A status conference is set July 19 in a suit brought by the family of a woman who claims that Officer Funeral Home did not properly prepare her for burial.
Plaintiffs Nancy Jones and Annie Short are seeking damages in excess of $50,000, punitive damages, and other relief in the case.
The two women allege that after their mother, Vera Little, died they contacted Officer Funeral Home and paid to have Little prepared for burial.
They claim that after paying $4,200 they were not allowed to view their mother's body at her funeral services.
Short alleges that when she did finally view her mother's body, she found it was in a black bag placed inside of the casket without cosmetics and that Little was still wearing the same clothing as the day she was discovered dead.
The sisters claim that as a result of the funeral home's actions, they were denied a chance to properly grieve for their mother. They also claim they could not present their mother in a dignified state and that they were embarrassed by her funeral.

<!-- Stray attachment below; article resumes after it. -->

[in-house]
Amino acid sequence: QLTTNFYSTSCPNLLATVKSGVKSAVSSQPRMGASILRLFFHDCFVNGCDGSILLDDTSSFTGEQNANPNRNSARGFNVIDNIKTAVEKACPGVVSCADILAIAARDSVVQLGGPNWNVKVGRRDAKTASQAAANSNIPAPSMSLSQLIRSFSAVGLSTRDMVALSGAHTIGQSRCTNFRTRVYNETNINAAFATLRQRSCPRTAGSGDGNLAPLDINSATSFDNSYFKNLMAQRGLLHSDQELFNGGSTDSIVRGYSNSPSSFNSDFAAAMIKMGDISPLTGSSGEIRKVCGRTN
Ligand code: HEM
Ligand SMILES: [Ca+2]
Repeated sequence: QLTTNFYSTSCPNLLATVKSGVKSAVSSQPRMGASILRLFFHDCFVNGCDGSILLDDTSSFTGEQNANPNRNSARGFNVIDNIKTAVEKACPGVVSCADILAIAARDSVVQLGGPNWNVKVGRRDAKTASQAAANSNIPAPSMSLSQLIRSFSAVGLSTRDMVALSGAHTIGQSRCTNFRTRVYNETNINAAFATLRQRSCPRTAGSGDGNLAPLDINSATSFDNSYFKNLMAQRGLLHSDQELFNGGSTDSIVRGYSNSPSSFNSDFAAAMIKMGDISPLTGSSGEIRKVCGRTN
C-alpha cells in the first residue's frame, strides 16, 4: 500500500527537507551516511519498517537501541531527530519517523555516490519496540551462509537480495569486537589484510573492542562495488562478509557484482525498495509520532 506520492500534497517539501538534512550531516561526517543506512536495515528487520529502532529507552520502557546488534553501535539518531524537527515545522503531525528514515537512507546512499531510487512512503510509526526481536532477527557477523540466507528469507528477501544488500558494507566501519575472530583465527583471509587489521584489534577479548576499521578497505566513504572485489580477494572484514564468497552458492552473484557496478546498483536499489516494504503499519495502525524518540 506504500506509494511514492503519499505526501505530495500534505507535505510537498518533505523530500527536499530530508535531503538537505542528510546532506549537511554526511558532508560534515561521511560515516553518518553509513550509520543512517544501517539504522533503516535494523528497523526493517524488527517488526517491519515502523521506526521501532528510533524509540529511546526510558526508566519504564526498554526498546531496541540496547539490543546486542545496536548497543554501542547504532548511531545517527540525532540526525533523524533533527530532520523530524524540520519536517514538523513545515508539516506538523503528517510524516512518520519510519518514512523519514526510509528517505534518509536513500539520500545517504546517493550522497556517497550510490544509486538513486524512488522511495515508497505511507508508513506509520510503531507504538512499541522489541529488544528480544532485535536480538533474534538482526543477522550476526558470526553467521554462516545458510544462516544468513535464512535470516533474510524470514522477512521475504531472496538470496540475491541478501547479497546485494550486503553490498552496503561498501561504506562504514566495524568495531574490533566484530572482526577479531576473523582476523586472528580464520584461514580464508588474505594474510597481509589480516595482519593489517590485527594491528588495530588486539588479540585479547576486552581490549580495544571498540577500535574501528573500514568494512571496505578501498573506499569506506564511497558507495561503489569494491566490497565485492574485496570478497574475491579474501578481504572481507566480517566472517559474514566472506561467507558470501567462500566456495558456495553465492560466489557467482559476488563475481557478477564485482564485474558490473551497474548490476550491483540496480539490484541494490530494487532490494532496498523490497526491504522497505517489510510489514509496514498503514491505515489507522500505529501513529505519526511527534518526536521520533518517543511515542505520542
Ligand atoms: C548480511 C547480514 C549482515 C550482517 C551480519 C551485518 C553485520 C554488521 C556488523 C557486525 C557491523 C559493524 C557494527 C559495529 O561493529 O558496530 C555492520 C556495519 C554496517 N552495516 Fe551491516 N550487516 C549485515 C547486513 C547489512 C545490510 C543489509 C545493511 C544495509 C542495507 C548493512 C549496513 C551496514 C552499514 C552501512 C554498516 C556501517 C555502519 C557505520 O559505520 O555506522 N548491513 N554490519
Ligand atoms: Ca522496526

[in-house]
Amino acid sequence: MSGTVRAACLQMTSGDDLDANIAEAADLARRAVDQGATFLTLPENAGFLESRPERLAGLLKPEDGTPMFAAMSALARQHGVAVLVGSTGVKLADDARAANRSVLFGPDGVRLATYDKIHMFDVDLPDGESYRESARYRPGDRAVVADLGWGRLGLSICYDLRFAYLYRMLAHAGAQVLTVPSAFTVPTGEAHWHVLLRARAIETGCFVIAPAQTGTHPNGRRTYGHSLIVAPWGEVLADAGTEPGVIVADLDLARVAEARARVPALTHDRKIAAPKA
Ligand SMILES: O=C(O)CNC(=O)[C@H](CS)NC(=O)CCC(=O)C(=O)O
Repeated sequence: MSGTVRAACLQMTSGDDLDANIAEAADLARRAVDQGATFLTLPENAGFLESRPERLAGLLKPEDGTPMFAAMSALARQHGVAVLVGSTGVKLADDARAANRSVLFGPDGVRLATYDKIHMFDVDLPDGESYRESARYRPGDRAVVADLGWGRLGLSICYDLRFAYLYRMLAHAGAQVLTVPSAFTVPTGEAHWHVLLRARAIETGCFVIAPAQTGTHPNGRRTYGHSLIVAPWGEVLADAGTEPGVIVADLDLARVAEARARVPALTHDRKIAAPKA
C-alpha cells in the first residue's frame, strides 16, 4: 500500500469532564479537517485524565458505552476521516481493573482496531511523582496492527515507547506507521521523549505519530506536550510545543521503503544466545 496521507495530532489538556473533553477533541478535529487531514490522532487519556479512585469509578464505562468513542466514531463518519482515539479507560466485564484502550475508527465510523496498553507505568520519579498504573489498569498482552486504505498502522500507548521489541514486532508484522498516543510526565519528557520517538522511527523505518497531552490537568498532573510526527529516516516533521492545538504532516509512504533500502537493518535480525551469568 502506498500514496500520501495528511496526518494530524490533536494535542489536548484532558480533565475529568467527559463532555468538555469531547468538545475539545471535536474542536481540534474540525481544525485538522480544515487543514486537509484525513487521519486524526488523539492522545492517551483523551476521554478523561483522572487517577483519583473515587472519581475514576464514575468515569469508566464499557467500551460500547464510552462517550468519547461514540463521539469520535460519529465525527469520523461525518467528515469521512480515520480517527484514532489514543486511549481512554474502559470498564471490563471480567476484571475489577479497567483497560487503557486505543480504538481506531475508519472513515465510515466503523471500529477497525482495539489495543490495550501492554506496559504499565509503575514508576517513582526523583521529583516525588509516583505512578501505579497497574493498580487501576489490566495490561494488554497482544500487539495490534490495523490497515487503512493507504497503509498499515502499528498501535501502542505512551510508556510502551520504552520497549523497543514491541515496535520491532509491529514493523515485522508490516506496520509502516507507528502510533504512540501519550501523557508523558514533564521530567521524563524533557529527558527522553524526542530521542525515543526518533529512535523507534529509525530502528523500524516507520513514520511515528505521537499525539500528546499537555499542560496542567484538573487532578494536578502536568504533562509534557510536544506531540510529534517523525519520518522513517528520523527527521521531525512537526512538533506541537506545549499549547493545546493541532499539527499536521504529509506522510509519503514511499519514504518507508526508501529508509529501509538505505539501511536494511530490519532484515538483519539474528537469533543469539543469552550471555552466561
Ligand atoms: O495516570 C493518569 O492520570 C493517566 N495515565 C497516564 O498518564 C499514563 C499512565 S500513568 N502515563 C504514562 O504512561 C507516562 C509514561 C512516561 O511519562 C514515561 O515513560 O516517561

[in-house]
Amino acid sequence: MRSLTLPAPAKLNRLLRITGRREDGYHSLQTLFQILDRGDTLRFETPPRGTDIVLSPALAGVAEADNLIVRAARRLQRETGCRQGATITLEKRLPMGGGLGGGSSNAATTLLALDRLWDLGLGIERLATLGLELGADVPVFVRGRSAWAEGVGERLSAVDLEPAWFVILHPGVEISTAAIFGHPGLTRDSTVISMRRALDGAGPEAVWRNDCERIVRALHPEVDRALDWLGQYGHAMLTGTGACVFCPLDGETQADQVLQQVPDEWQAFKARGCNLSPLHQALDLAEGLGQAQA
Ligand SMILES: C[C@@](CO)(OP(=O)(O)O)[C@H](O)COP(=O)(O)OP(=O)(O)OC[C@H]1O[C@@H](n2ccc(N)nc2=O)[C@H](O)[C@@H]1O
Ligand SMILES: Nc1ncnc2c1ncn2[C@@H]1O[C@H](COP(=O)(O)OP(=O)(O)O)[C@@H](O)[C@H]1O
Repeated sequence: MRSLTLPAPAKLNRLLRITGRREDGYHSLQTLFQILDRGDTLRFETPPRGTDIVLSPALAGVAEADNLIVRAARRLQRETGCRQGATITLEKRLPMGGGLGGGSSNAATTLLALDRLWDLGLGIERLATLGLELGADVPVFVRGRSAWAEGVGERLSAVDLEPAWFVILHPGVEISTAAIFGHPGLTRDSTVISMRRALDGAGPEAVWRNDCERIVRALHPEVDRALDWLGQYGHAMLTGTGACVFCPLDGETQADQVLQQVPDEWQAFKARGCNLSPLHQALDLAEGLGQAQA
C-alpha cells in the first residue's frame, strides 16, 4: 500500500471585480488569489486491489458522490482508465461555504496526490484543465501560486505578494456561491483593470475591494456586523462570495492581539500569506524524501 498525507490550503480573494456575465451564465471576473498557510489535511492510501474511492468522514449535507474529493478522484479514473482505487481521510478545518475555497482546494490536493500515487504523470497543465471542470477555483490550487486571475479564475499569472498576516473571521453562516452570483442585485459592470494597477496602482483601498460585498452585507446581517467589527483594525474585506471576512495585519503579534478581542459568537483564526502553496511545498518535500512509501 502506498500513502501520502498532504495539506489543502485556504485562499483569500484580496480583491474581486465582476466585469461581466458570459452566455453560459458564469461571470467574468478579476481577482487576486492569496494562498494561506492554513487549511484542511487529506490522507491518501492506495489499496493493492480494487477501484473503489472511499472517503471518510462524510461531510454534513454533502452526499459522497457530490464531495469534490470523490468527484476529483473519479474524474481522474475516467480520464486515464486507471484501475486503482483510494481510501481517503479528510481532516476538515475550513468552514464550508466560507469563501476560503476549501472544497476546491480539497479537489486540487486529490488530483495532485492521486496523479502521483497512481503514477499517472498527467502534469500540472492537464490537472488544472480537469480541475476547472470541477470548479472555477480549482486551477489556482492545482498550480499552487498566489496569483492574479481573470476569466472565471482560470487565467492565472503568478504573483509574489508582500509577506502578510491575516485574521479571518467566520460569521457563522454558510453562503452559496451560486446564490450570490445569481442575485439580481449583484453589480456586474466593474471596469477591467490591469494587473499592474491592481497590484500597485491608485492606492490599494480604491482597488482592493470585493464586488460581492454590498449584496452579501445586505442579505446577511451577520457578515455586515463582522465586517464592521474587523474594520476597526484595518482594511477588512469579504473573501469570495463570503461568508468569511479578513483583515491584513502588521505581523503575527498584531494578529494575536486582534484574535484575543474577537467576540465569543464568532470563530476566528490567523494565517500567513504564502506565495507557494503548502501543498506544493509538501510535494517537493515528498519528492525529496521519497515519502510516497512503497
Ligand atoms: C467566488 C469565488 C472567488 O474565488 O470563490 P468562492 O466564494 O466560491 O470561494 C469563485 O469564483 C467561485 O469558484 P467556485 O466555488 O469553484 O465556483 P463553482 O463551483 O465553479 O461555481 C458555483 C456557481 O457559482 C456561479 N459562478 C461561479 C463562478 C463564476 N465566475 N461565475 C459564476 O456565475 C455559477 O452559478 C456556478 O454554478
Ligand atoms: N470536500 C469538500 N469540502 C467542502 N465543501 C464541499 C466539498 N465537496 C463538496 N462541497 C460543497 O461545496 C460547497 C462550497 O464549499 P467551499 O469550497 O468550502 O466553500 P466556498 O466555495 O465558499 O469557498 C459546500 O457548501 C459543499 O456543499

The funeral home filed its answer and affirmative defenses denying the plaintiffs' claims.
The funeral home cites the plaintiffs' failure to state a claim, failure to accept attempts to allay their concerns, and a failure by the plaintiffs to mitigate their damages.
Officer Funeral Home also claims that the move for punitive damages is barred by the U.S. Constitution.
St. Clair County Circuit Judge Robert LeChien moved the status conference in the case to July in an order signed May 16.
The parties spent most of last year engaged in taking depositions in the case.
Daniel Finney represents the plaintiffs.
Susan Herold represents the defendant.
The case is St. Clair case number 10-L-240.